There’s just too much demand and too little product. You’re seeing now a lot of the big industry players move into recirculating aquaculture systems — inland systems, ones that don’t require open ocean. You can grow in a race track. A hybrid striped bass is being grown in a hydroponic system here in Greenpoint. It’s possible that the economics of this aren’t quite right, because it’s still very capital intensive, both input and output. But in 50 years, it’s going to be almost unthinkable that people were once not interested in farmed seafood.
How would you say fishing has changed in the region over the past ten years? In particular, how have things changed for you as a result of climate change?
First of all, everything that everyone does, whether they are cognizant of it or not, is directly related to climate change issues. The way that it affects me in my industry, specifically at my level as a distributor, isn’t as significant as it is for people who are actually working the seas or working their aqua farms.
Water temperatures rising is one of the biggest issues. On the East Coast, we’re seeing fish species come north that you would never see previously. There’s pelicans up here! Spanish mackerel are coming in much bigger numbers than before. The Gulf of Maine is, I think, warming more than any other body of water because of the way the warm waters of the Gulf Stream come up the coast and get trapped there. This is pushing native species out further into the ocean where there’s colder waters. The seasons are also shifting a bit. Whereas it used to be that the tuna were all gone by Halloween, now it might be Thanksgiving, or maybe Christmas.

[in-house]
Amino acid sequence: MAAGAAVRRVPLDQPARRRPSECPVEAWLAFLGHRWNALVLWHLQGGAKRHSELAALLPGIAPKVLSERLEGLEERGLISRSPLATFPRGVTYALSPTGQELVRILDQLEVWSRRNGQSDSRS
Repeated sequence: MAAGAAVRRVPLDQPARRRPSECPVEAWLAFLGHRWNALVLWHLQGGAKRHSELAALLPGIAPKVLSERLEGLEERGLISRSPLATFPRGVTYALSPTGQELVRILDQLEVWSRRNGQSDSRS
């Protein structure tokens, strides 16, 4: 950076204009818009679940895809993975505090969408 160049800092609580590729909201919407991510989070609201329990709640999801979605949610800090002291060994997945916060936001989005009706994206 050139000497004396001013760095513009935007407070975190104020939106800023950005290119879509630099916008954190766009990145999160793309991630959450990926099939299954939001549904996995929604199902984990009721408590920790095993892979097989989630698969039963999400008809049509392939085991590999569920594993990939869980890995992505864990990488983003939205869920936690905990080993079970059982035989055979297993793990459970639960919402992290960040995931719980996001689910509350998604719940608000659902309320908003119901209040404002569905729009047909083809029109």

Then there’s the severe weather events that affect fishing. Wind sometimes lasts for weeks now, when it used to only last a couple days. It’s often too dangerous for boats to go out, and especially smaller boats. There’s also a lot more precipitation, which leads to more runoff, which leads to more fecal matter in the water, which means that operations focused on shellfish, which are filter feeders, have to be shut down. And that’s happening more frequently.
You were talking about unusual fish coming north. Have you noticed declines in any species? What does that mean for your distribution business?
Definitely. There’s less of everything every year. It’s why I’m interested in scaling back on sales. But this is difficult and goes against every capitalistic value. It’s even harder when you have investors and partners. For the first couple of years, it was very hard. Someone would say, “I’ll buy all of my X from you. But I also need you to get me Y.” And I would say, “I can’t in good conscience sell you Y. And I really don’t want to lecture, but I think that you should take that off the menu.”
The problem that I run into all the time as a “sustainable seafood expert,” is people have a certain amount of guilt about enjoying seafood when they’ve heard so many bad things about it. So they feel like they need to assuage that guilt by coming to me and saying, “Just tell me which fish is good to eat, and I’ll eat it!” And it’s so much more complex than that.
So you’re sort of a fish therapist sometimes. Could you tell us a little more about the scope of your shipping operations? Where do you mainly get fish from?
First and foremost, I want domestic fish above imported, and of those domestic fish I want ones that are native to the Northeast. But that is just not possible to do. I really try to limit my carbon footprint with the products I take in. I prefer to have them come by truck or train instead of instead of the air. I get some things trucked in from the Carolinas, Florida, Louisiana, and Texas. It’s not like I don’t take anything that’s flown. Although we want it to be flown on passenger planes, because they’re making the trip anyway.
What fish arrives on planes? Salmon from the Northwest?
Yeah, sometimes. There are salmon farms here on the East Coast but they don’t really have great environmental track records. The farmed salmon are mostly kept in pens in the ocean, and there are a lot of issues with bacteria, sea lice, and other things. So our salmon are flown in.